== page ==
If I wanted to be very laconic I would simply say--nothing at all is known about Russian PoWs in the Spanish Civil War. In my files I can probably fish out a few names but that would be it. The intriguing part of the story is that, as in the case with other nationalities, Russians were fighting on both sides. A certain number of the White Guards, former tsarist officers and NCOs, after the revolution and the Russian civil war resident in France, Germany, Italy, Bulgaria, Yugoslavia and Turkey were volunteers to the Franco troops. The Soviets were of course on the Republican side. As it happens, a small number of them became prisoners of war. Some of those who were captured by the rebels were interrogated and information was later summarised in the infamous Causa General collection without any reference to sources. Part of this information leaked to (but was not officially shared with) SIS. In London it was considered of no value and shelved. Remarkably, it is still classified but I am sure there is nothing interesting there except for the fact that British agents collaborated, albeit sporadically, with Franco's information services. One related story, however, is rather interesting.
In Paris, there were in fact two Russian centres that organised and sent volunteers to Spain. One was run by the "White" Russian Combined Armed Forces Union (ROVS) headed by General Eugen Ludwig Müller, better known as Yevgeny Miller. Another centre was the Russian Union for Repatriation closely linked to the Russian embassy and headed by the former "White" officer Serge Efron. Efron was the husband of a great Russian poet Marina Tsvetayeva and an NKVD agent. His centre was sending volunteers to the Republican forces while ROVS supplied well-trained Russian officers to Franco troops.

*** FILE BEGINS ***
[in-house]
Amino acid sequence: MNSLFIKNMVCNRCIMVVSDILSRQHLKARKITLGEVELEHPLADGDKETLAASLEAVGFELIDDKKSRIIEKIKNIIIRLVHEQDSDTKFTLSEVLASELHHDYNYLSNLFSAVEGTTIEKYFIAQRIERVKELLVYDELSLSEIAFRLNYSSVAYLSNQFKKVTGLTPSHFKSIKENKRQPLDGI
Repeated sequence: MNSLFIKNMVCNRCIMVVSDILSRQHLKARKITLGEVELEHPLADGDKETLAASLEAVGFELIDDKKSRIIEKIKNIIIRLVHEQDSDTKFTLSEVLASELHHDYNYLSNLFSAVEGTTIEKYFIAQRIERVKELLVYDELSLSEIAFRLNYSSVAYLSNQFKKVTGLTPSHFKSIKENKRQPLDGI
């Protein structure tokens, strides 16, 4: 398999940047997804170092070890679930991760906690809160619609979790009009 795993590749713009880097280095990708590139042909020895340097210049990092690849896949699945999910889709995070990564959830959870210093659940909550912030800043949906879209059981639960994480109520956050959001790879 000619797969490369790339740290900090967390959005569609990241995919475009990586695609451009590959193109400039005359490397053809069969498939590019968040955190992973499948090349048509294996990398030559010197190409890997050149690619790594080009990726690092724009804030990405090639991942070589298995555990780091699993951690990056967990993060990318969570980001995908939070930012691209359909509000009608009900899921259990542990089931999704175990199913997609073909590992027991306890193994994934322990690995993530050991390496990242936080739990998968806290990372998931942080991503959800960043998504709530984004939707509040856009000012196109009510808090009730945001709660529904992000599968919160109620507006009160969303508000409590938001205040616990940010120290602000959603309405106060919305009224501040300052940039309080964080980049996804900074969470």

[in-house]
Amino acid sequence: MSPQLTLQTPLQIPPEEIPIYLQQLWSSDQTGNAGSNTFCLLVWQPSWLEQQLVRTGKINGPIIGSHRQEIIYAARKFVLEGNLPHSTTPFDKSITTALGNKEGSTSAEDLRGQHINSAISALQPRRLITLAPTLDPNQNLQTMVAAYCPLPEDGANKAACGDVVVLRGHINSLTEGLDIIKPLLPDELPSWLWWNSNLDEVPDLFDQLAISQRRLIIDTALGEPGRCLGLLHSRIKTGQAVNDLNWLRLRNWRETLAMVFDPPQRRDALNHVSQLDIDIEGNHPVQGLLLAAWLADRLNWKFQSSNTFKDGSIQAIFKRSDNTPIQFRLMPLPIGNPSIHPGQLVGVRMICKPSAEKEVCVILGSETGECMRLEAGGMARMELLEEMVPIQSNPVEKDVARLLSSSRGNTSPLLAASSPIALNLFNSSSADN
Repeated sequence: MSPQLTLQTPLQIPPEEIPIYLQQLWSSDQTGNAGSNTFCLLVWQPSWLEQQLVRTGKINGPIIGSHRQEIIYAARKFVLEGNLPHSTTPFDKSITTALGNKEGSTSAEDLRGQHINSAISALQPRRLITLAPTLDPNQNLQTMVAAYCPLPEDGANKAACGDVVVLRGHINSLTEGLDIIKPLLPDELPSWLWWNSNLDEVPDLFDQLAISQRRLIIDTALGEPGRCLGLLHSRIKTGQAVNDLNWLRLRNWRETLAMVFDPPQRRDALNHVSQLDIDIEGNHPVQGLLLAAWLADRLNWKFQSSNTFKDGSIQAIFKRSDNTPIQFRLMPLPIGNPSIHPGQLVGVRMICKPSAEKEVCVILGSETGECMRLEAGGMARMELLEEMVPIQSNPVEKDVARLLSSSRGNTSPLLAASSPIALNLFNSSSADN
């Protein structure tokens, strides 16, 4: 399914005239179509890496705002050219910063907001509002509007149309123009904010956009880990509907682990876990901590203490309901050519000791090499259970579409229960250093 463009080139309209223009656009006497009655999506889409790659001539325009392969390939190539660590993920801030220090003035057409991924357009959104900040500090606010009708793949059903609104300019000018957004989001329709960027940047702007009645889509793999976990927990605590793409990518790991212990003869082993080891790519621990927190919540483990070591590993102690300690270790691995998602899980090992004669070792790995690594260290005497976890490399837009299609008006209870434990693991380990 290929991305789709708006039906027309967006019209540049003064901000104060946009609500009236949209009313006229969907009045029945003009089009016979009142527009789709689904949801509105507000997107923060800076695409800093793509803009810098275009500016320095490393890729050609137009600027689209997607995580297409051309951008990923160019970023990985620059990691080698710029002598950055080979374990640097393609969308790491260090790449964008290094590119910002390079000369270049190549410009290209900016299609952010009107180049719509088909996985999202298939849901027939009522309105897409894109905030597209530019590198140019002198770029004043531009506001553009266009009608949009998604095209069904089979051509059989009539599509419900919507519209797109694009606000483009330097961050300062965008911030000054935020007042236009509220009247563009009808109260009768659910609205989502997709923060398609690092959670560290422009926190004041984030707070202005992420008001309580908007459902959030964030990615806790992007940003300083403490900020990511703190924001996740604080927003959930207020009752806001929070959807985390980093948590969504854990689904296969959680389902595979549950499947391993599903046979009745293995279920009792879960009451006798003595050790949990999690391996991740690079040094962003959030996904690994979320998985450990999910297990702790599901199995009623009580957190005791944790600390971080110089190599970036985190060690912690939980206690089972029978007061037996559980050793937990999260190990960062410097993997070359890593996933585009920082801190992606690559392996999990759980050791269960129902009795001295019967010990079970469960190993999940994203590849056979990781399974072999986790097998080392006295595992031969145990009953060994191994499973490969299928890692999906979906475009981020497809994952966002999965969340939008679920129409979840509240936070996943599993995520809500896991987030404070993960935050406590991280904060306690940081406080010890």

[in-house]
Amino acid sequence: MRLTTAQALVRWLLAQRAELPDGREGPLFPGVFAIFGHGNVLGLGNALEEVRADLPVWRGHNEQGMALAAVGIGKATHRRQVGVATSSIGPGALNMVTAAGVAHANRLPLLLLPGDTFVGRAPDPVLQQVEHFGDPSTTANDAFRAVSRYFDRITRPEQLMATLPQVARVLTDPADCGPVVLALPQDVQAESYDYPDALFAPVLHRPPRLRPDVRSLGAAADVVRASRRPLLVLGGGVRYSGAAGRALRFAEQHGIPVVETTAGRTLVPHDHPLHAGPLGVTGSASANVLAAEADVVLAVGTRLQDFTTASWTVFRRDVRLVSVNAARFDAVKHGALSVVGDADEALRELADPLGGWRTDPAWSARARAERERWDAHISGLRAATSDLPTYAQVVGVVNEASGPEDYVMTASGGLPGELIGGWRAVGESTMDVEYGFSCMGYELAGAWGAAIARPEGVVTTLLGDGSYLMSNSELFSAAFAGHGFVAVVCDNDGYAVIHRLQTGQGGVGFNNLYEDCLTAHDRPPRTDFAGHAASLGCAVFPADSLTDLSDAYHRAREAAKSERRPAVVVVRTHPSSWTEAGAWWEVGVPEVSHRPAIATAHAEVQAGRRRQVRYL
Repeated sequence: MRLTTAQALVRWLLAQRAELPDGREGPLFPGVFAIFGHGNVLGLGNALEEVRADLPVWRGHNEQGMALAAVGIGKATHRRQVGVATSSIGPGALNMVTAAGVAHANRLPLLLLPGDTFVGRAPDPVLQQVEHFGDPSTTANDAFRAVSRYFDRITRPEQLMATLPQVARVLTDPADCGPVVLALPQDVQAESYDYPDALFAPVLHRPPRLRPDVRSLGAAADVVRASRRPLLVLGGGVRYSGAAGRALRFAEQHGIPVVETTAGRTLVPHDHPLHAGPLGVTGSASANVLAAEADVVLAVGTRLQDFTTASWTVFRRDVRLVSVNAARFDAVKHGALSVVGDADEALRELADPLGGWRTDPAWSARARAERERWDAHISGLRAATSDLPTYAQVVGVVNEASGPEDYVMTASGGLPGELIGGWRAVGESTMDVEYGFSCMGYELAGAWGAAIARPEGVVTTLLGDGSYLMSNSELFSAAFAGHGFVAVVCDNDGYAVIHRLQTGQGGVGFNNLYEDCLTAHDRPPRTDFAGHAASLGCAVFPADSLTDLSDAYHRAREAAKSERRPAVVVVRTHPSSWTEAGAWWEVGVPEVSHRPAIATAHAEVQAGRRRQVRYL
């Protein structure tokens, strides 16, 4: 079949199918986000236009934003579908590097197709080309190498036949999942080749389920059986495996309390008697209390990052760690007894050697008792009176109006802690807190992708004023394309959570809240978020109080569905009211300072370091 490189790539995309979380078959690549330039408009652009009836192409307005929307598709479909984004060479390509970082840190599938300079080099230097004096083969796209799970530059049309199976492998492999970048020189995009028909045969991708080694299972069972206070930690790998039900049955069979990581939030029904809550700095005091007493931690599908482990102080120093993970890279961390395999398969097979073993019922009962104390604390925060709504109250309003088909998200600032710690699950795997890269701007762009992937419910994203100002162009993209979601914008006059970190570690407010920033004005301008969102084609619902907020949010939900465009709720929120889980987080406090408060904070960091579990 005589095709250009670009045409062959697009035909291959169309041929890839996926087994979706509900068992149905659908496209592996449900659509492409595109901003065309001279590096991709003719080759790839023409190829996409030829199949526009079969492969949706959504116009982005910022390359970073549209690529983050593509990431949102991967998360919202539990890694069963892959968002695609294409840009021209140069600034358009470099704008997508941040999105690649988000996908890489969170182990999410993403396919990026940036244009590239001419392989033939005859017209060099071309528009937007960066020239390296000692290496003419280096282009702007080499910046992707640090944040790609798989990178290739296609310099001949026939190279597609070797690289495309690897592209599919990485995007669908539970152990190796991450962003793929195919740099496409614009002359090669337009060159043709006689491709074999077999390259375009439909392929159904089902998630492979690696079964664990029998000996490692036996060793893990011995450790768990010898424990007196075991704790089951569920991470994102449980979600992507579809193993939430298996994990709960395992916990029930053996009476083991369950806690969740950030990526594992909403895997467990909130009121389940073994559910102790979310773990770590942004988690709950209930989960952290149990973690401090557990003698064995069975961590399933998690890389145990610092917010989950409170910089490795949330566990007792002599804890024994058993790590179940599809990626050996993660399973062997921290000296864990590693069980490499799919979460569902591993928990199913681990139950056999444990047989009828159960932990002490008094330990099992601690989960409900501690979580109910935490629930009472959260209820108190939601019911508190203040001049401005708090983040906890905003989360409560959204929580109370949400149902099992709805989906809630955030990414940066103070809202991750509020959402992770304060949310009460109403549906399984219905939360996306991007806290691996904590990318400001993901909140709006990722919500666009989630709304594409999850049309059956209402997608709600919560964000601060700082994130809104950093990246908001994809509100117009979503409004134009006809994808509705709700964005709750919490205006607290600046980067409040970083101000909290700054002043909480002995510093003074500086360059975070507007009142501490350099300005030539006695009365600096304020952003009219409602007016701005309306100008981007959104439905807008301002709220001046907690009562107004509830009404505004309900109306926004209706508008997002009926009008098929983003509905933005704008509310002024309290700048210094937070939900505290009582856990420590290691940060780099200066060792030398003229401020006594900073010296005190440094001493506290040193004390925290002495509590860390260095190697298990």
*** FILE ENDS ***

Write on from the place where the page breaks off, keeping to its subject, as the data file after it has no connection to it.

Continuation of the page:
One of the Efron's recruits was Lev Savinkov, a son of Boris Savinkov. "The Russian terrorist and Socialist-Revolutionary Boris Savinkov (1879-1925) has become well known as an ardent rebel against Communism," his sons' biographer Marc Jansen writes. "After having fought the Communists, first within Russia and then from abroad, in 1924 he crossed the border in order to continue the struggle again in Russia itself, but fell into the trap the Soviet secret service had set for him." Unfortunately, Jansen's piece published in Revolutionary Russia is not consistent and contains some factual errors.
Savinkov was lured to the USSR by his mistress, Lyubov Daerenthal, accompanied by her and her husband, both of whom were NKVD agents, and arrested soon after crossing the Russian border. Savinkov was tried, sentenced to death, but repented and was given a life sentence instead. However, in May 1925 he was thrown out of the prison window by several OGPU (predecessor to the NKVD) operatives, among whom was one Grigory Syroyezhkin.